- The Washington Times - Monday, February 6, 2006

TEL AVIV — Acting Israeli Prime Minister Ehud Olmert said he will cooperate with Palestinian leader Mahmoud Abbas as long as he doesn’t cooperate with a Hamas-led government, a sign that Israel may deal with moderates in the Palestinian Authority while boycotting Islamist militants who won a Jan. 25 election.

“We have no intention of hurting Palestinian Authority chief Abu Mazen,” Mr. Olmert said, referring to Mr. Abbas by his nickname while addressing a business conference in Tel Aviv yesterday.

The remarks suggest that Israel wouldn’t necessarily suspend all contacts with the Palestinian Authority after Hamas takes over the Cabinet. They also explained Mr. Olmert’s rationale behind a decision Sunday to transfer millions of dollars in customs income collected for the Palestinian Authority, despite calls from Israeli rightists to freeze the money.

“As long as the Palestinian government doesn’t cooperate with Hamas, we will cooperate with the Palestinian Authority … with the intention of strengthening those who believe in Israel’s right to exist without terror, in secure borders. We won’t play into the hands of extremists who want to create an unending war here.”

Israel was disappointed by Mr. Abbas’ reluctance to disarm militants during his first year in office. And even though the Palestinian Authority president emerges severely crippled from the Hamas landslide victory, Israel still has an interest in bolstering his position.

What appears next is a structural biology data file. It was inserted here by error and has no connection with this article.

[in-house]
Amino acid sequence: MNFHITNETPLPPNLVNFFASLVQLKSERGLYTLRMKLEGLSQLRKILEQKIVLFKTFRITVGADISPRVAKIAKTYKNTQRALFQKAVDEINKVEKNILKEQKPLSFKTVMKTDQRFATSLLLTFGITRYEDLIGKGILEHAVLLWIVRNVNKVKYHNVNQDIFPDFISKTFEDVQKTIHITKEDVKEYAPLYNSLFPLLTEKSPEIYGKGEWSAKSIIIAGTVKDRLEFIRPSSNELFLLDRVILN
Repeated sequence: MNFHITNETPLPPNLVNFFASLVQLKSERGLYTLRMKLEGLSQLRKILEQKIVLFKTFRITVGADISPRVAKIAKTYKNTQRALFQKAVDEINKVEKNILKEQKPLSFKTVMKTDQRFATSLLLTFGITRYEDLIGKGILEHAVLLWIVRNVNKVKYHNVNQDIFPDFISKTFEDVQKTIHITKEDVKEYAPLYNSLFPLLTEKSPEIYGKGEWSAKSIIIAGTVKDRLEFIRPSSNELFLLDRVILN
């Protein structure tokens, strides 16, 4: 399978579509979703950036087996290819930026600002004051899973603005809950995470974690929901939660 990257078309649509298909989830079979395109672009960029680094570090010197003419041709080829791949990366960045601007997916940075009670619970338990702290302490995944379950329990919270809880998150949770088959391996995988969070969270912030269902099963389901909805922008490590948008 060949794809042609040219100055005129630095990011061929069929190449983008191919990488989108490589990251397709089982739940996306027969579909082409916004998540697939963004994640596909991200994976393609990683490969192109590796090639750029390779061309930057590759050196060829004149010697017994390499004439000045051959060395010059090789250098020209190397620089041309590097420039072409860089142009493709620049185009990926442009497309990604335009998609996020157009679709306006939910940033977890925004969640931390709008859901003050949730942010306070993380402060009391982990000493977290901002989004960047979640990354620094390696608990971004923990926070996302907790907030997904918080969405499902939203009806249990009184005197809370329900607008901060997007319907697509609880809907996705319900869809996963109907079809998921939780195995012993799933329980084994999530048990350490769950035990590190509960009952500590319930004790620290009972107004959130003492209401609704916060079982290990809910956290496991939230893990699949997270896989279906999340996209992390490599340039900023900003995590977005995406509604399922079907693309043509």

That’s because Israel wants to help Mr. Abbas keep control over Palestinian security agencies, rather than allowing them to come under the supervision of a Hamas-appointed interior minister.

“We want Abu Mazen to retain control over the security forces and not give them to Hamas,” said Shmuel Bar, a Middle East specialist at the Herzlyia Interdisciplinary Center. “We’ll talk to the security organizations as long they’re under [Mr. Abbas] and not under the ministry of Hamas.”

Even though it is almost certain that Mr. Abbas will preside over a government run by Hamas, Israel is adopting a “wait-and-see” approach and is refusing to rule out ties with Mr. Abbas after the formation of a new government.

“Abu Mazen is the man who was elected on the platform of dialogue with Israel, and we see him as a partner,” Foreign Ministry spokesman Mark Regev said. “We will be following events closely, and we will be make a decision as a result of what happens.”

The green light for the customs payment helps Israel differentiate its relationship with the Palestinian Authority before Hamas joins the government and after, analysts said.

“The idea is not to punish the Palestinians until after Hamas enters the government,” said Hillel Frisch, a political science professor at Bar Ilan University. He said there are economic reasons for Israel’s decision to transfer the tax money, which could help pay Palestinian salaries.

Public-sector wages influence the buying power of Palestinians who purchase Israeli products. A cash-strapped Palestinian government would ripple throughout the West Bank and Gaza, hurting Palestinian and Israeli businesses.

At the same time, the collapse of the Palestinian government could pressure Israel to re-establish its military administration of Arab cities and towns in the West Bank, a prospect with little public support.

Uzi Arad, the director of terrorism studies at the Interdisciplinary Center, said Israel’s support for Mr. Abbas should be made conditional on his commitment to fighting terrorism and peace negotiations.

“If it is assisting Abu Mazen because he presents a nicer face compared to Hamas, that is nice, but of no political use, neither for us nor the Palestinians.” Mr. Arad said. “We should aim for getting that support translated into real action.”

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